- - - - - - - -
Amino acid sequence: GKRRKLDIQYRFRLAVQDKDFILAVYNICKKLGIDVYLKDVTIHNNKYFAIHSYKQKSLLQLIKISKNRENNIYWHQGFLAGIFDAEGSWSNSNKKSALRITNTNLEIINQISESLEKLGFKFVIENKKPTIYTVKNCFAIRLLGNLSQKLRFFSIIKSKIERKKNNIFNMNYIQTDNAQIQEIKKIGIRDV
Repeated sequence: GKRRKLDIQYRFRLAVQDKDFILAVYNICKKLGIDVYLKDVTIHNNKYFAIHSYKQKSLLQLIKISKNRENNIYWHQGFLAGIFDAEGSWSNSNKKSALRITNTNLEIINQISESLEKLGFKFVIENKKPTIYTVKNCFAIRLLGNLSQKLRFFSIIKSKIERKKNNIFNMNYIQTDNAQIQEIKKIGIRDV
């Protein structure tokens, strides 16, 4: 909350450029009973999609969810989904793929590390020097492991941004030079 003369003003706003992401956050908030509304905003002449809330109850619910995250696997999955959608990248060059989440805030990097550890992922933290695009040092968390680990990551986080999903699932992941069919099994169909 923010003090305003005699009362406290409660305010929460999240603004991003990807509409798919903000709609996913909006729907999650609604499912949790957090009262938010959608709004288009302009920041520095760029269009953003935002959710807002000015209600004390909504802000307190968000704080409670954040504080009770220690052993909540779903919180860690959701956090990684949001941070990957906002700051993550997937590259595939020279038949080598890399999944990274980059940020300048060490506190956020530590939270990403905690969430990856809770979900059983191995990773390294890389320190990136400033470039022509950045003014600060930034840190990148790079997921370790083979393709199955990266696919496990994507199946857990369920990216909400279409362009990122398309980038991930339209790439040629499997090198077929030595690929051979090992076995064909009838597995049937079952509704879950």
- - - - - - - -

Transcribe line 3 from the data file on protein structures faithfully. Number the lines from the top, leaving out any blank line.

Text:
């Protein structure tokens, strides 16, 4: 909350450029009973999609969810989904793929590390020097492991941004030079 003369003003706003992401956050908030509304905003002449809330109850619910995250696997999955959608990248060059989440805030990097550890992922933290695009040092968390680990990551986080999903699932992941069919099994169909 923010003090305003005699009362406290409660305010929460999240603004991003990807509409798919903000709609996913909006729907999650609604499912949790957090009262938010959608709004288009302009920041520095760029269009953003935002959710807002000015209600004390909504802000307190968000704080409670954040504080009770220690052993909540779903919180860690959701956090990684949001941070990957906002700051993550997937590259595939020279038949080598890399999944990274980059940020300048060490506190956020530590939270990403905690969430990856809770979900059983191995990773390294890389320190990136400033470039022509950045003014600060930034840190990148790079997921370790083979393709199955990266696919496990994507199946857990369920990216909400279409362009990122398309980038991930339209790439040629499997090198077929030595690929051979090992076995064909009838597995049937079952509704879950």